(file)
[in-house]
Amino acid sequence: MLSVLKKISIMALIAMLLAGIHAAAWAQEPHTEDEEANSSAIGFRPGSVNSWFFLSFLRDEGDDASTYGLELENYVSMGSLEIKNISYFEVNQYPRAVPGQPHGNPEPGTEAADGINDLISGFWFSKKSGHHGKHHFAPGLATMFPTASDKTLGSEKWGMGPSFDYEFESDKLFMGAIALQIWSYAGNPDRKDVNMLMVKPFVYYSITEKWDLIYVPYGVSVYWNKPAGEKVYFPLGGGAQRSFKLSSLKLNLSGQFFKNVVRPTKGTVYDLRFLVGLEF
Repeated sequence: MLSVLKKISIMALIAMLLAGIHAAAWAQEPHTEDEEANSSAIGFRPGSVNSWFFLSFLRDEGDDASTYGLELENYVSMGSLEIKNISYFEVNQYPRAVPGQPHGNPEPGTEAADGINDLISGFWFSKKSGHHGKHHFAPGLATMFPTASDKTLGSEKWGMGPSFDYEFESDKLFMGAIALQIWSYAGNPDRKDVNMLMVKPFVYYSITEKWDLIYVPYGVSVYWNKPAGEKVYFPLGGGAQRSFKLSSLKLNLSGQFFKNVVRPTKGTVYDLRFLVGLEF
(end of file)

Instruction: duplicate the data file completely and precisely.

[in-house]
Amino acid sequence: MLSVLKKISIMALIAMLLAGIHAAAWAQEPHTEDEEANSSAIGFRPGSVNSWFFLSFLRDEGDDASTYGLELENYVSMGSLEIKNISYFEVNQYPRAVPGQPHGNPEPGTEAADGINDLISGFWFSKKSGHHGKHHFAPGLATMFPTASDKTLGSEKWGMGPSFDYEFESDKLFMGAIALQIWSYAGNPDRKDVNMLMVKPFVYYSITEKWDLIYVPYGVSVYWNKPAGEKVYFPLGGGAQRSFKLSSLKLNLSGQFFKNVVRPTKGTVYDLRFLVGLEF
Repeated sequence: MLSVLKKISIMALIAMLLAGIHAAAWAQEPHTEDEEANSSAIGFRPGSVNSWFFLSFLRDEGDDASTYGLELENYVSMGSLEIKNISYFEVNQYPRAVPGQPHGNPEPGTEAADGINDLISGFWFSKKSGHHGKHHFAPGLATMFPTASDKTLGSEKWGMGPSFDYEFESDKLFMGAIALQIWSYAGNPDRKDVNMLMVKPFVYYSITEKWDLIYVPYGVSVYWNKPAGEKVYFPLGGGAQRSFKLSSLKLNLSGQFFKNVVRPTKGTVYDLRFLVGLEF